LOS ANGELES: For patients with non–cystic fibrosis bronchiectasis, an investigational inhaled powder form of ciprofloxacin can significantly reduce the frequency of exacerbations, results from the phase 3 RESPIRE 1 trial show.
“This is the first large, double-blind, randomized inhaled antibiotic trial to suggest efficacy in non–cystic fibrosis bronchiectasis,” said lead investigator Kevin Winthrop, MD, from Oregon Health & Science University in Portland. “I am very encouraged.”
“There is a tremendous unmet need for this an orphan disease because there are no approved therapies for its treatment,” he said here at CHEST 2016: American College of Chest Physicians Annual Meeting.
“Many of these patients develop resistant bacteria over time that make the outpatient treatment of exacerbations difficult,” said Neil Freedman, MD, from the NorthShore University Health System in Evanston, Illinois, who is chair of the CHEST scientific program committee.
“At the present time, there are only a few inhaled antibiotics, and availability is limited by cost. An additional inhaled antibiotic would be very helpful to clinicians treating this patient population,” he said.
Dr Winthrop and his colleagues randomized 416 adults to one of three groups for 48 weeks: twice-daily inhaled ciprofloxacin administered in 12 cycles of 14 days on, 14 days off; twice-daily ciprofloxacin administered in six cycles of 28 days on, 28 days off; and placebo.
All study participants had been treated for at least two exacerbations in the previous 12 months, and all had a positive culture for one of seven organisms: Pseudomonas aeruginosa, Haemophilus influenzae, Moraxella catarrhalis, Staphylococcus aureus, Streptococcus pneumoniae, Stenotrophomonas maltophilia, and Burkholderia cepacia.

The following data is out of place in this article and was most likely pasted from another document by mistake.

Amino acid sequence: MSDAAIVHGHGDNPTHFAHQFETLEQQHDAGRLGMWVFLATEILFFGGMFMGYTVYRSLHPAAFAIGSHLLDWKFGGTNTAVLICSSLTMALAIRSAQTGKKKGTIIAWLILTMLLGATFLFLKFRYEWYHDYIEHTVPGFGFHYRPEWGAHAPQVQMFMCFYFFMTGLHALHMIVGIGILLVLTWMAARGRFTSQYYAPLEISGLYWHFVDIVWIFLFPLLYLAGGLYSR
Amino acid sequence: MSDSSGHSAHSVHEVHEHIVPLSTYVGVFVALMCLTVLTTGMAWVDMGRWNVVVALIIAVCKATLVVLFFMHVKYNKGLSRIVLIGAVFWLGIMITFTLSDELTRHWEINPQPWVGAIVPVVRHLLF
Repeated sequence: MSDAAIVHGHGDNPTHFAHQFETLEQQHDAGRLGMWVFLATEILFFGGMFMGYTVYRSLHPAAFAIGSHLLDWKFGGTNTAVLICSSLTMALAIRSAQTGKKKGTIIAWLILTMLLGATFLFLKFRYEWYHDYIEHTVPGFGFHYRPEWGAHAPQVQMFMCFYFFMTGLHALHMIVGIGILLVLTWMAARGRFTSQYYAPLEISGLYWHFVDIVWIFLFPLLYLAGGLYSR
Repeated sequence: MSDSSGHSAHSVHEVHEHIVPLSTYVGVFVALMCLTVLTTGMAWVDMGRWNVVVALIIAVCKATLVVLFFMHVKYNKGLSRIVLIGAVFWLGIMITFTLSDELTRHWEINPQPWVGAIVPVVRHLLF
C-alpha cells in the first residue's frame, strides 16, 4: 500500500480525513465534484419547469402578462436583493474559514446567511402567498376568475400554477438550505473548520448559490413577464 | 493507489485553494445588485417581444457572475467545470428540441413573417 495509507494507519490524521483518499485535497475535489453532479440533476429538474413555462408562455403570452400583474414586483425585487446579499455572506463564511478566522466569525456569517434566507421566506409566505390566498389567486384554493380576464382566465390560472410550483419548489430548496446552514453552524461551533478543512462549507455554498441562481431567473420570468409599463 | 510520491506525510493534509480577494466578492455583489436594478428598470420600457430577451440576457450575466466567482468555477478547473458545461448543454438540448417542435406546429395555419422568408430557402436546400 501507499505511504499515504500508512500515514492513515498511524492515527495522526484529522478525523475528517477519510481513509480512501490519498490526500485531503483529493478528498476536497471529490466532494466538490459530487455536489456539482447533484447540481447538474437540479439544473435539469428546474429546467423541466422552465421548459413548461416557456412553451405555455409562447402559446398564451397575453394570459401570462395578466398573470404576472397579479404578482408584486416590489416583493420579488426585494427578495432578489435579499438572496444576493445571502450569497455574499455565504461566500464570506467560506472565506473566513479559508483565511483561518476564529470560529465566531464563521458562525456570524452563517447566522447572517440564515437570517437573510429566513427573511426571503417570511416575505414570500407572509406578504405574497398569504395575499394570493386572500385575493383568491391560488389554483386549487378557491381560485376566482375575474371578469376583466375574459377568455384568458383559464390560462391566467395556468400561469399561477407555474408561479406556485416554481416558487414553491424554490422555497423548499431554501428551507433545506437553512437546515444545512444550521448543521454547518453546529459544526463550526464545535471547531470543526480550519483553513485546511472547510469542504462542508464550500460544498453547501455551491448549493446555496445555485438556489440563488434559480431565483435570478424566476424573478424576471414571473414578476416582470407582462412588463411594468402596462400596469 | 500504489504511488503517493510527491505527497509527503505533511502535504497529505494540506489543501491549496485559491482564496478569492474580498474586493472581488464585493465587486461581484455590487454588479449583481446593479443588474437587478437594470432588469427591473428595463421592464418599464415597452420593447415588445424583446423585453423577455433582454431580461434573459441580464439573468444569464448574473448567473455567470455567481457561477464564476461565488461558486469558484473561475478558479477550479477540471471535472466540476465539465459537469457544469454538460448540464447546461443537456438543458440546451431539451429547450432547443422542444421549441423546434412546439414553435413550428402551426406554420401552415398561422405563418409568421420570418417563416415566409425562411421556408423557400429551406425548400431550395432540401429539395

Exacerbation endpoints were a composite of three criteria: fever; need for systemic antibiotics; and worsening of three signs and symptoms, such as dyspnea, cough, and wheezing.
During the 48-week study period, the number of exacerbations was significantly lower with the 14-day regimen than with placebo (adjusted hazard ratio [aHR], 0.53; P = .0005). The number was also lower with the 28-day regimen than with placebo, but the difference was not significant (aHR, 0.73; P = .0650).
Exacerbations were 39% less frequent with the 14-day regimen than with placebo (P = .0061), but the difference in frequency between the 28-day regimen and placebo was not significant.
“In terms of safety and tolerability, we are very happy,” Dr Winthrop reported. “Sometimes these therapies can be difficult to tolerate, but that didn’t seem to be the case in RESPIRE 1.”
Rates of serious treatment-emergent adverse events were similar with the 14-day regimen, the 28-day regimen, and placebo (16.9% vs 19.9% vs 23.4%). Discontinuation rates related to these events were low and evenly distributed among the three groups.
Data on respiratory adverse events — including bronchospasm and hemoptysis — were also encouraging, he said. Rates of discontinuation because of respiratory adverse events were similar: 6% for the pooled ciprofloxacin groups and about 8% for placebo.
“This is a specially formulated version of ciprofloxacin,” he explained. “About 40% of it, once inhaled, reaches the alveolar space and there is very little systemic absorption. I wouldn’t expect to see this, and we haven’t seen it to date.”
A ‘Very Needed’ Treatment Option
“RESPIRE 1, a large randomized controlled trial, demonstrates the clinical efficacy and tolerability of inhaled ciprofloxacin,” said Charlotte Suppli Ulrik, MD, from Hvidovre Hospital and University of Copenhagen, Denmark.
Studies that add to these very promising findings could lead “to the implementation of a very needed treatment option in clinical practice for this relatively large group of patients,”
Several previous trials have failed to show benefit for patients with non–cystic fibrosis bronchiectasis, “so this is exciting,” Dr Winthrop said. Results from the phase 3 RESPIRE 2 trial are expected soon, he reported.